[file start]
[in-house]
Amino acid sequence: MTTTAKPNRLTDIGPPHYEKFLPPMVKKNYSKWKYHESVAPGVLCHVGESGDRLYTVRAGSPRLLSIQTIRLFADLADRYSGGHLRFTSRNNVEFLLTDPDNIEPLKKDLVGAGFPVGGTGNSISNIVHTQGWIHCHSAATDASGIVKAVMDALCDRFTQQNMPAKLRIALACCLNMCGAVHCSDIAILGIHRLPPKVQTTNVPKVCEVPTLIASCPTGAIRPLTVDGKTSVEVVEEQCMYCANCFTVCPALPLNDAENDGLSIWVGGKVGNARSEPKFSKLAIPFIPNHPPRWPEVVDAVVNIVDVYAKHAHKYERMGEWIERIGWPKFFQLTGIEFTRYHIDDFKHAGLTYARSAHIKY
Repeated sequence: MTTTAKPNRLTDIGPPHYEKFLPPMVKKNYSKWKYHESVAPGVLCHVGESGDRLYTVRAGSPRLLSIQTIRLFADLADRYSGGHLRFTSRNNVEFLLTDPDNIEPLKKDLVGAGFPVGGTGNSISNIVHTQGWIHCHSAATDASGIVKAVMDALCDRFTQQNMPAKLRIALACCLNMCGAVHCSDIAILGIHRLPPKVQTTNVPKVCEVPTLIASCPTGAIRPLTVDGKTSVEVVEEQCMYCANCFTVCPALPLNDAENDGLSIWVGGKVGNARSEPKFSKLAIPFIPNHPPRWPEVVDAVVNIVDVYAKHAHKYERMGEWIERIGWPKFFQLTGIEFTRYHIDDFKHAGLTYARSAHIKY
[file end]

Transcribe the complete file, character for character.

[in-house]
Amino acid sequence: MTTTAKPNRLTDIGPPHYEKFLPPMVKKNYSKWKYHESVAPGVLCHVGESGDRLYTVRAGSPRLLSIQTIRLFADLADRYSGGHLRFTSRNNVEFLLTDPDNIEPLKKDLVGAGFPVGGTGNSISNIVHTQGWIHCHSAATDASGIVKAVMDALCDRFTQQNMPAKLRIALACCLNMCGAVHCSDIAILGIHRLPPKVQTTNVPKVCEVPTLIASCPTGAIRPLTVDGKTSVEVVEEQCMYCANCFTVCPALPLNDAENDGLSIWVGGKVGNARSEPKFSKLAIPFIPNHPPRWPEVVDAVVNIVDVYAKHAHKYERMGEWIERIGWPKFFQLTGIEFTRYHIDDFKHAGLTYARSAHIKY
Repeated sequence: MTTTAKPNRLTDIGPPHYEKFLPPMVKKNYSKWKYHESVAPGVLCHVGESGDRLYTVRAGSPRLLSIQTIRLFADLADRYSGGHLRFTSRNNVEFLLTDPDNIEPLKKDLVGAGFPVGGTGNSISNIVHTQGWIHCHSAATDASGIVKAVMDALCDRFTQQNMPAKLRIALACCLNMCGAVHCSDIAILGIHRLPPKVQTTNVPKVCEVPTLIASCPTGAIRPLTVDGKTSVEVVEEQCMYCANCFTVCPALPLNDAENDGLSIWVGGKVGNARSEPKFSKLAIPFIPNHPPRWPEVVDAVVNIVDVYAKHAHKYERMGEWIERIGWPKFFQLTGIEFTRYHIDDFKHAGLTYARSAHIKY